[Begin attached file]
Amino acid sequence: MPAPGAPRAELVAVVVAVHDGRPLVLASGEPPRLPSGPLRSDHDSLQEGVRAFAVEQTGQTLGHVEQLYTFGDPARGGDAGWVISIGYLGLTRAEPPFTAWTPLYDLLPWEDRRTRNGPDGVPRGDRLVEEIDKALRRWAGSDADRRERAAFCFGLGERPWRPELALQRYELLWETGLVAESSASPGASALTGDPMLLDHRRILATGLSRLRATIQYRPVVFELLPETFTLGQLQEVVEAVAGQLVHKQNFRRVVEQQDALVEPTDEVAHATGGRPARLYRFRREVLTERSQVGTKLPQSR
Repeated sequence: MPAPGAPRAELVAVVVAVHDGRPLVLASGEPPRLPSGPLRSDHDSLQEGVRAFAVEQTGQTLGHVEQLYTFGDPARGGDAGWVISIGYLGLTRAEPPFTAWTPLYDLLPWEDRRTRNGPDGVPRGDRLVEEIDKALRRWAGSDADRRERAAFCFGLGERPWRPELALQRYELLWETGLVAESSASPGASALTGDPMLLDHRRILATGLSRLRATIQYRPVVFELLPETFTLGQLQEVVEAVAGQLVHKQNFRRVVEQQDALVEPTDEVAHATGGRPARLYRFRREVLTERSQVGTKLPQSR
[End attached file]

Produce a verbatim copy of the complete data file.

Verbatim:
Amino acid sequence: MPAPGAPRAELVAVVVAVHDGRPLVLASGEPPRLPSGPLRSDHDSLQEGVRAFAVEQTGQTLGHVEQLYTFGDPARGGDAGWVISIGYLGLTRAEPPFTAWTPLYDLLPWEDRRTRNGPDGVPRGDRLVEEIDKALRRWAGSDADRRERAAFCFGLGERPWRPELALQRYELLWETGLVAESSASPGASALTGDPMLLDHRRILATGLSRLRATIQYRPVVFELLPETFTLGQLQEVVEAVAGQLVHKQNFRRVVEQQDALVEPTDEVAHATGGRPARLYRFRREVLTERSQVGTKLPQSR
Repeated sequence: MPAPGAPRAELVAVVVAVHDGRPLVLASGEPPRLPSGPLRSDHDSLQEGVRAFAVEQTGQTLGHVEQLYTFGDPARGGDAGWVISIGYLGLTRAEPPFTAWTPLYDLLPWEDRRTRNGPDGVPRGDRLVEEIDKALRRWAGSDADRRERAAFCFGLGERPWRPELALQRYELLWETGLVAESSASPGASALTGDPMLLDHRRILATGLSRLRATIQYRPVVFELLPETFTLGQLQEVVEAVAGQLVHKQNFRRVVEQQDALVEPTDEVAHATGGRPARLYRFRREVLTERSQVGTKLPQSR